11. Bevans, Steven. "Christian Complicity in Colonialism/ Globalism" (PDF). Retrieved 2010-11-17. The modern missionary era was in many ways the ‘religious arm’ of colonialism, whether Portuguese and Spanish colonialism in the sixteenth Century, or British, French, German, Belgian or American colonialism in the nineteenth. This was not all bad — oftentimes missionaries were heroic defenders of the rights of indigenous peoples 
  12. Andrews, Edward (2010). "Christian Missions and Colonial Empires Reconsidered: A Black Evangelist in West Africa, 1766–1816". Journal of Church & State 51 (4): 663–691. doi:10.1093/jcs/csp090. Historians have traditionally looked at Christian missionaries in one of two ways. The first church historians to catalogue missionary history provided hagiographic descriptions of their trials, successes, and sometimes even martyrdom. Missionaries were thus visible saints, exemplars of ideal piety in a sea of persistent savagery. However, by the middle of the twentieth century, an era marked by civil rights movements, anti-colonialism, and growing secularization, missionaries were viewed quite differently. Instead of godly martyrs, historians now described missionaries as arrogant and rapacious imperialists. Christianity became not a saving grace but a monolithic and aggressive force that missionaries imposed upon defiant natives. Indeed, missionaries were now understood as important agents in the ever-expanding nation-state, or "ideological shock troops for colonial invasion whose zealotry blinded them.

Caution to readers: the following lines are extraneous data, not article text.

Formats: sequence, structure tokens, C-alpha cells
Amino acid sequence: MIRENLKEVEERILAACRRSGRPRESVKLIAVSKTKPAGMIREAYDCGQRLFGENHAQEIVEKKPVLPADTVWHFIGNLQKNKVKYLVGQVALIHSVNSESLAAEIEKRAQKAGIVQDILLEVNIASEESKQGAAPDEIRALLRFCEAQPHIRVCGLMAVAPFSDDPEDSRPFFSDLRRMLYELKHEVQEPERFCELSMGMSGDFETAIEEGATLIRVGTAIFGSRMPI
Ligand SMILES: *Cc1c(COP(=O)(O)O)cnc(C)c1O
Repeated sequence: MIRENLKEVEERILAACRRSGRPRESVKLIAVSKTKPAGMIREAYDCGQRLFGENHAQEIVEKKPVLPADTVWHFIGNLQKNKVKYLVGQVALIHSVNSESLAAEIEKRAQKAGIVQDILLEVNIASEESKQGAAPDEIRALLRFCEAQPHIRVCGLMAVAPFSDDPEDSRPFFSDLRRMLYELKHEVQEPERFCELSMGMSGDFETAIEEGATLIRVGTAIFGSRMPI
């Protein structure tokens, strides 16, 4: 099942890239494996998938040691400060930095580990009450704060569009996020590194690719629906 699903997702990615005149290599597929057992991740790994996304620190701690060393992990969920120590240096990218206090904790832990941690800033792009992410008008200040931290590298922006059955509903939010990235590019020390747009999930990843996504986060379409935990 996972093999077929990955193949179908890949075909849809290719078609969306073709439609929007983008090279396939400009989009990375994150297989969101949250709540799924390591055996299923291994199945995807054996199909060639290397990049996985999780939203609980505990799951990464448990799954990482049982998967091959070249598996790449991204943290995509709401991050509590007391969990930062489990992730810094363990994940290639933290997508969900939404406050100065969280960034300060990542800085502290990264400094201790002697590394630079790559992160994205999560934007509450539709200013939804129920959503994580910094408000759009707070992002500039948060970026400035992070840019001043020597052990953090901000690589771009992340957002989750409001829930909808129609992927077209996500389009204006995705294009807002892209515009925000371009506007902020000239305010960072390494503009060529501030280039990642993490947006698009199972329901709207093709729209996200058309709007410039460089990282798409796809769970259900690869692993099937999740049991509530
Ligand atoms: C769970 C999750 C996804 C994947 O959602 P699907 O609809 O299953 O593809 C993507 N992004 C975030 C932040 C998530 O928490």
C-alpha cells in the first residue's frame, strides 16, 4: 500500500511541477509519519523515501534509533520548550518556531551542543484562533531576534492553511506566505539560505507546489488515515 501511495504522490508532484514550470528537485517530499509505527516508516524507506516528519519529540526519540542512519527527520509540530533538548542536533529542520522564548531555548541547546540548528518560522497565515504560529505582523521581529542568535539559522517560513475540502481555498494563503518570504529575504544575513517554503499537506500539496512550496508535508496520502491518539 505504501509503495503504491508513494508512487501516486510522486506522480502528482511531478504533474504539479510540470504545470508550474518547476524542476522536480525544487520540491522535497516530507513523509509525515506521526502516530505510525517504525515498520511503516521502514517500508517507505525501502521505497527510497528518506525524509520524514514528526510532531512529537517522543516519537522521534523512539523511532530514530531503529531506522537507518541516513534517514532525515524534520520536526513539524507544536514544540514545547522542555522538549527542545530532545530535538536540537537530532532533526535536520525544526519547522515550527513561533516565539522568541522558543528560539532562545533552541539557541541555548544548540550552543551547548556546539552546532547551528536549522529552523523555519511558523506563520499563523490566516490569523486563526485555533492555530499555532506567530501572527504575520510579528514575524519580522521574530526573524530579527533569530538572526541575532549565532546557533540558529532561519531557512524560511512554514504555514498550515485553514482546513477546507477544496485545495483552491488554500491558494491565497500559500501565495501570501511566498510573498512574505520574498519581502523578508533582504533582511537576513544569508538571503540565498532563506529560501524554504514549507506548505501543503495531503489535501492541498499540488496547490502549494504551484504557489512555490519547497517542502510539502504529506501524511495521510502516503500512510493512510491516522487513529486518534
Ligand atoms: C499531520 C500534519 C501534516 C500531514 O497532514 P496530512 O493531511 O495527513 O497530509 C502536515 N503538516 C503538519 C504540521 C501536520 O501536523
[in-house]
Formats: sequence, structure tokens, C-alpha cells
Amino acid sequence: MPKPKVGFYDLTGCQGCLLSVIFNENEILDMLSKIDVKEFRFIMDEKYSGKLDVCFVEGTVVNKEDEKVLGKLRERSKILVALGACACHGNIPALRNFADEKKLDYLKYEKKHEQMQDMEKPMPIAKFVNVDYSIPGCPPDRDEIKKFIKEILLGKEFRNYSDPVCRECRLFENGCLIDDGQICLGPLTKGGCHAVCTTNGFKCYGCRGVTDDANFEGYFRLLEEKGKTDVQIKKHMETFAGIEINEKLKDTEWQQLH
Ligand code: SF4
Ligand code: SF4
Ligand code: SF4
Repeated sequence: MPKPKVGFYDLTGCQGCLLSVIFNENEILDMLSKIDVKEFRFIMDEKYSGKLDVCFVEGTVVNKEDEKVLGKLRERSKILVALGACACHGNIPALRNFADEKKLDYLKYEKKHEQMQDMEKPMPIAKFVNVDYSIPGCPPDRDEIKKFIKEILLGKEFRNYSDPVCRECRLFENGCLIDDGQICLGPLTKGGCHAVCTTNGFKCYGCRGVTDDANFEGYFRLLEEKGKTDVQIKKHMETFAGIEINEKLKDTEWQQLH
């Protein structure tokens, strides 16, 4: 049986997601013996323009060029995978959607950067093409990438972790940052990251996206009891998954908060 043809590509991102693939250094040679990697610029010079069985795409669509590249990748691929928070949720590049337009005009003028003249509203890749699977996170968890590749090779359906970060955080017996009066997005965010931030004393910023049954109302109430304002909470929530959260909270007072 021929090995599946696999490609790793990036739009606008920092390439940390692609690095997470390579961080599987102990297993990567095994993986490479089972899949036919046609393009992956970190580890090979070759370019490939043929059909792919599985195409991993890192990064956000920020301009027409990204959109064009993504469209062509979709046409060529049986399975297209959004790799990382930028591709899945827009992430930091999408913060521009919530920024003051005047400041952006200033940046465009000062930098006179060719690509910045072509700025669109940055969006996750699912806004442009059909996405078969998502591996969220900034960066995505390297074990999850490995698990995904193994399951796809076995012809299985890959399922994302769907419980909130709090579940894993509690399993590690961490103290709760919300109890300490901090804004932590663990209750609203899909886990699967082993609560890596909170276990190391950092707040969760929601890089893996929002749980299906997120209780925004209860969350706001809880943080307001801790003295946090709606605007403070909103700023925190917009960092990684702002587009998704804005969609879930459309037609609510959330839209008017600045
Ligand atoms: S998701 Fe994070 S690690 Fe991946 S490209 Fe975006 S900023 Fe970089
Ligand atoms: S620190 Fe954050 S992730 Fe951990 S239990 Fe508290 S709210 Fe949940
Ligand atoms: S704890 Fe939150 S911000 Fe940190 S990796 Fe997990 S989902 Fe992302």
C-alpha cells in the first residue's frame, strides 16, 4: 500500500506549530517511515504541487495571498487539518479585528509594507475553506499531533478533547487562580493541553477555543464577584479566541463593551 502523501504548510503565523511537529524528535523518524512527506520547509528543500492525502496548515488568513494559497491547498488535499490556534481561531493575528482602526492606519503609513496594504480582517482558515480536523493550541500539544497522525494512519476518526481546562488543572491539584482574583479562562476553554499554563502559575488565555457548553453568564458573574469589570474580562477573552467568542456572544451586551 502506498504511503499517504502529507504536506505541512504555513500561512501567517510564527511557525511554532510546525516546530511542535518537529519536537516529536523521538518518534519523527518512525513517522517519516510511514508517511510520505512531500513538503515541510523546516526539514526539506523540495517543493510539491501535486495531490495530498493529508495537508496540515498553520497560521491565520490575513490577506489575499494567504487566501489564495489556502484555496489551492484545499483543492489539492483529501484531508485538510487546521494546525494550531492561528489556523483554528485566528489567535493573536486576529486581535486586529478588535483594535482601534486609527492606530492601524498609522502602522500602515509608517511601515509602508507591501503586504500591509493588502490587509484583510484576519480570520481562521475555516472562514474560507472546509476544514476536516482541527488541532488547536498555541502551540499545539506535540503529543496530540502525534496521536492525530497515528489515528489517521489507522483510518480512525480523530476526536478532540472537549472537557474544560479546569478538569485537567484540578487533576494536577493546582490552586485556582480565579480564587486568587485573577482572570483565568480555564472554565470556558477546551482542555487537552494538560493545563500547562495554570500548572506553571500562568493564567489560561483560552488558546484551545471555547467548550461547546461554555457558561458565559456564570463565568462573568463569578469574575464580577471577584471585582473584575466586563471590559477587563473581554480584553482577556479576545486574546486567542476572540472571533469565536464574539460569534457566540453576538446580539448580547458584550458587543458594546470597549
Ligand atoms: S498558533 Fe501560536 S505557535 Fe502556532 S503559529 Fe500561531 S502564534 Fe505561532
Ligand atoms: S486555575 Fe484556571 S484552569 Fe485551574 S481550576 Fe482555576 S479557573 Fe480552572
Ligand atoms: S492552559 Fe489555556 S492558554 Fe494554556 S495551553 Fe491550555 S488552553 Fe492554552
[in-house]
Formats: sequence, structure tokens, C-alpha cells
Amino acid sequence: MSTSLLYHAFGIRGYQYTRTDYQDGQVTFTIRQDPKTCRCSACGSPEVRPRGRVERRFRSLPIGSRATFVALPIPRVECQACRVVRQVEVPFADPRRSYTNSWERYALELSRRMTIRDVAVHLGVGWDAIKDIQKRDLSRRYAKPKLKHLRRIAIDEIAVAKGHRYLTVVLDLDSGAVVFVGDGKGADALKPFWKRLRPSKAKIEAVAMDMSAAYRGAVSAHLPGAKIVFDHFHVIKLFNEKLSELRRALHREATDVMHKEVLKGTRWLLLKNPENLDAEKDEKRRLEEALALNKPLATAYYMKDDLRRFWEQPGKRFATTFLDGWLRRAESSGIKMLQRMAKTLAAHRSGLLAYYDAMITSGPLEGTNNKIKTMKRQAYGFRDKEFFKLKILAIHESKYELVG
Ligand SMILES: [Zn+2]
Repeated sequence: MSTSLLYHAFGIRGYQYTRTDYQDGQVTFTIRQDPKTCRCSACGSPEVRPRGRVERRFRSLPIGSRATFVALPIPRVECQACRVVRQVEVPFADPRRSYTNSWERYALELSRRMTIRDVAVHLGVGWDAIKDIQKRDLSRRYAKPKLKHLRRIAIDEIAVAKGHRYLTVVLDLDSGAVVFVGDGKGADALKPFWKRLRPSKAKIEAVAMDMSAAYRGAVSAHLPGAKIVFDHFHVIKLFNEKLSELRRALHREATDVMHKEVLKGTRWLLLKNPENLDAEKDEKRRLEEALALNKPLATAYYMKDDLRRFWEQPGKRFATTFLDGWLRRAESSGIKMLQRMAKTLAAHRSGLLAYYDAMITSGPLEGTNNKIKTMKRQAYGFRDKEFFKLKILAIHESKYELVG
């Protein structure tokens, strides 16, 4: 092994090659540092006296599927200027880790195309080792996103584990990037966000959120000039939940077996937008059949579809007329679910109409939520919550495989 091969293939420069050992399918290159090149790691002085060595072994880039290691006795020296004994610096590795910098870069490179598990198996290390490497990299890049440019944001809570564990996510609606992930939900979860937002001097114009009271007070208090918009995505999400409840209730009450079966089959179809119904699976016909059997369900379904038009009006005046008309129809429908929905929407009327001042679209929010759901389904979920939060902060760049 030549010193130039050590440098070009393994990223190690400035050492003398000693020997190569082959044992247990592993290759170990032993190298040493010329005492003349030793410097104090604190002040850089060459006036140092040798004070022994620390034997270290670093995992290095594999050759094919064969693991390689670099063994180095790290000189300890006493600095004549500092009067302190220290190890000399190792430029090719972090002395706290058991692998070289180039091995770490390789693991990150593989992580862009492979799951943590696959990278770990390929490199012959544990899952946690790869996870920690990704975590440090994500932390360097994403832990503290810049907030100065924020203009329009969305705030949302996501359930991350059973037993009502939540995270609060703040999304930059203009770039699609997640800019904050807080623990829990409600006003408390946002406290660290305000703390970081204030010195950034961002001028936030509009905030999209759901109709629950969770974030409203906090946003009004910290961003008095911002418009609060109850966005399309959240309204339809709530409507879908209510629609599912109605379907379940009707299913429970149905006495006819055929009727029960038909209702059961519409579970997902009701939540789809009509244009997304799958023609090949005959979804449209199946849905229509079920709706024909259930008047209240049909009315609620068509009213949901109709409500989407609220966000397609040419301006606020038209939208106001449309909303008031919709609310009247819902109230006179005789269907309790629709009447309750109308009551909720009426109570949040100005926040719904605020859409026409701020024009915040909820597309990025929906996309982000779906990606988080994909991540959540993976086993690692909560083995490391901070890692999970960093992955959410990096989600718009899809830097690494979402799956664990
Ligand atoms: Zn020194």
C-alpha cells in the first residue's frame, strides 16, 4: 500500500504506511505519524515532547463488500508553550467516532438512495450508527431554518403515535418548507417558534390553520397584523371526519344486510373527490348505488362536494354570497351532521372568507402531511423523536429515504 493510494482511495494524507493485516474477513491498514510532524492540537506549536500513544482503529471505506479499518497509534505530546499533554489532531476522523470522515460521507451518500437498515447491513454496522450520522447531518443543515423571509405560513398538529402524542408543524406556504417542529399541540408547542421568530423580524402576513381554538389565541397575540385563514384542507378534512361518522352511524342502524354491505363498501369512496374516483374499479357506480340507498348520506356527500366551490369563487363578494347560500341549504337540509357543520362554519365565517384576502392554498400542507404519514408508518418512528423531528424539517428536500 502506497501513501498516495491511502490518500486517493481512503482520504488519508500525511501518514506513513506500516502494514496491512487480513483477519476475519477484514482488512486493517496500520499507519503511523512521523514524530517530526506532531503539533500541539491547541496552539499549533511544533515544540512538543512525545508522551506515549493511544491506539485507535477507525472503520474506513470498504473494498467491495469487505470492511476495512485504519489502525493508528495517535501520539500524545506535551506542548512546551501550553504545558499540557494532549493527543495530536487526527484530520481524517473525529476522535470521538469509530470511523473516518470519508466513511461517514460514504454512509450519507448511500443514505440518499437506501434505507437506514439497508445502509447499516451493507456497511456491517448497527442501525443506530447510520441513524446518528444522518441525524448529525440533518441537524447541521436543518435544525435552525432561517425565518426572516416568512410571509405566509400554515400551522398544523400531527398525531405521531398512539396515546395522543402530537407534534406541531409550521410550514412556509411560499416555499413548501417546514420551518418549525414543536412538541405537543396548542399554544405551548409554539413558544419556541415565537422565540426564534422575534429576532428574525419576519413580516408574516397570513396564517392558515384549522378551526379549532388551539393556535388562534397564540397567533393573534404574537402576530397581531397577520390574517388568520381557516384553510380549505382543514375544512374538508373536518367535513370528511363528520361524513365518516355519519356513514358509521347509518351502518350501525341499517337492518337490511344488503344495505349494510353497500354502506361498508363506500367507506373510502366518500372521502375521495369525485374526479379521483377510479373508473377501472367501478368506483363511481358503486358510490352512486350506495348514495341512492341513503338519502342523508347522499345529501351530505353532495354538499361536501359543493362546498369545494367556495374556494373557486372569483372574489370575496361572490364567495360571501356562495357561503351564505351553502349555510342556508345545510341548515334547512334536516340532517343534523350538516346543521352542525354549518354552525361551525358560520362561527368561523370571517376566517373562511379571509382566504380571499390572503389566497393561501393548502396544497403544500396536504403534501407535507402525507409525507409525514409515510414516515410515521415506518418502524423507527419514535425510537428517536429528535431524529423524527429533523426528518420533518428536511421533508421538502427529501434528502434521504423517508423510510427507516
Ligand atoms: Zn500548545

13. Comaroff, Jean; Comaroff, John (2010) [1997]. "Africa Observed: Discourses of the Imperial Imagination". In Grinker, Roy R.; Lubkemann, Stephen C.; Steiner, Christopher B. Perspectives on Africa: A Reader in Culture, History and Representation (2nd ed.). Oxford: Blackwell Publishing. p. 32. 
  14. Meador, Jake. "Cosmetic Christianity and the Problem of Colonialism – Responding to Brian McLaren". Retrieved 2010-11-17. According to Jake Meador, "some Christians have tried to make sense of post-colonial Christianity by renouncing practically everything about the Christianity of the colonizers. They reason that if the colonialists’ understanding of Christianity could be used to justify rape, murder, theft, and empire then their understanding of Christianity is completely wrong. 
  15. 15.0 15.1 Falola, Toyin (2001). Violence in Nigeria: The Crisis of Religious Politics and Secular Ideologies. University Rochester Press. p. 33. 
  16. Meador, Jake. "Cosmetic Christianity and the Problem of Colonialism – Responding to Brian McLaren". Retrieved 2010-11-17. 
  17. Sanneth, Lamin (April 8, 1987). "Christian Missions and the Western Guilt Complex". The Christian Century (The Christian Century Foundation): 331–334. Retrieved 2010-12-02. 
  18. Conquistadors, Michael Wood, p. 20, BBC Publications, 2000